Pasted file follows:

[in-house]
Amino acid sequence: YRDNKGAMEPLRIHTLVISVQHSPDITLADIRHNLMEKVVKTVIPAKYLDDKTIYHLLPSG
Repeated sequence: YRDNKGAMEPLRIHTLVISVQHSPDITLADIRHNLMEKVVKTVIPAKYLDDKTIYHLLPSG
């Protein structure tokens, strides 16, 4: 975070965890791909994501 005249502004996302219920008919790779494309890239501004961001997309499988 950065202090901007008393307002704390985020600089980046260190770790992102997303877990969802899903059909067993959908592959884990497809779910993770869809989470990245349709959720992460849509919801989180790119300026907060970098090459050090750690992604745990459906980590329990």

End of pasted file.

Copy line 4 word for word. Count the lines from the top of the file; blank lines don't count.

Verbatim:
């Protein structure tokens, strides 16, 4: 975070965890791909994501 005249502004996302219920008919790779494309890239501004961001997309499988 950065202090901007008393307002704390985020600089980046260190770790992102997303877990969802899903059909067993959908592959884990497809779910993770869809989470990245349709959720992460849509919801989180790119300026907060970098090459050090750690992604745990459906980590329990």